After receiving a video shot by the animal rights group Compassion Over Killing, the USDA shut down the California beef processing facility, Central Valley Meat, for inhumane treatment of animals.
Allegedly the video showed footage of employees at Central Valley Meat repeatedly shocking and shooting the animals with pneumatic guns according to the Associated Press, which was given four minutes of the footage. The video was apparently shot over a period of weeks in June of this year.
The USDA received the video on August 16 and assigned its Office of the Inspector General to investigate the claims within hours. A team of investigators were dispatched on August 17 and determined that there was "sufficient evidence" of egregious inhumane treatment. On August 19, the agency informed Central Valley Meat that it was withdrawing its inspectors and withholding marks of inspection.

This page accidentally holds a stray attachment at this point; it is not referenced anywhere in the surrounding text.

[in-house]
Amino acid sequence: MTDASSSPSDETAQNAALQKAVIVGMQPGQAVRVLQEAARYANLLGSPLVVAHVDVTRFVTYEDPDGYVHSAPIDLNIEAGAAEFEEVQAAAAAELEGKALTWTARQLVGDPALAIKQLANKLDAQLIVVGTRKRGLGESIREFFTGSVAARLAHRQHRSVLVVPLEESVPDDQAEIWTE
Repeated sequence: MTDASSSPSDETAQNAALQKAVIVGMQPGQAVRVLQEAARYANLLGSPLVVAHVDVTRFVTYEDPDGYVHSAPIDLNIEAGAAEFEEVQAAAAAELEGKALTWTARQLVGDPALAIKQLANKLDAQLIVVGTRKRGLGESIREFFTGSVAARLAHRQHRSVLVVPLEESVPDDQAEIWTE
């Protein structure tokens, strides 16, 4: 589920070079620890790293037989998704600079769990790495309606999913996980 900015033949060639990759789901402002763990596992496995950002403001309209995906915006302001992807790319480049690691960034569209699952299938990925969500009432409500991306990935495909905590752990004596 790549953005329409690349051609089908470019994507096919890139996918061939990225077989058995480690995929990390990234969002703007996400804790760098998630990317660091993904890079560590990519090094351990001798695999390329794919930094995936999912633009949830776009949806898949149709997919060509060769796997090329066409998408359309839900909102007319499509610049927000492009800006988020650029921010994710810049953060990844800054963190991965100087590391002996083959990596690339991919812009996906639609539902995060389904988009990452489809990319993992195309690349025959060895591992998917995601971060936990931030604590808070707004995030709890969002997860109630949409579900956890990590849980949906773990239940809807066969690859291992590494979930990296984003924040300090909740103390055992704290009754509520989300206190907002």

The North American Meat Association (NAMA) told Food Safety News that there was no evidence that Central Valley Meat had slaughtered "downer" cows; non-ambulatory or "downer" cows are not legally allowed to be slaughtered because the inability to stand or walk can be a sign of mad cow disease. The NAMA said that food safety was not affected.
In 2009, Central Valley Meat was one of the top three suppliers of meat to the National School Lunch Program, but the Associated Press could not confirm whether they are still supplying meat to the program.
According to the Associated Press, the video contained footage of employees bungling the process of rendering the cattle unconscious before slaughter, including shocking and shooting the animals repeatedly with a pneumatic gun. Additional footage showed an employee apparently trying to suffocate a cow, and showed cattle unable to stand or walk, which prompted the concerns about food safety.
Update: In-N-Out Burger has severed ties with Central Valley Meat after learning of the alleged animal abuse. In-N-Out Burger's COO, Mark Taylor, said that suppliers must agree in writing not to distribute beef from sick cattle and to abide by humane treatment standards.
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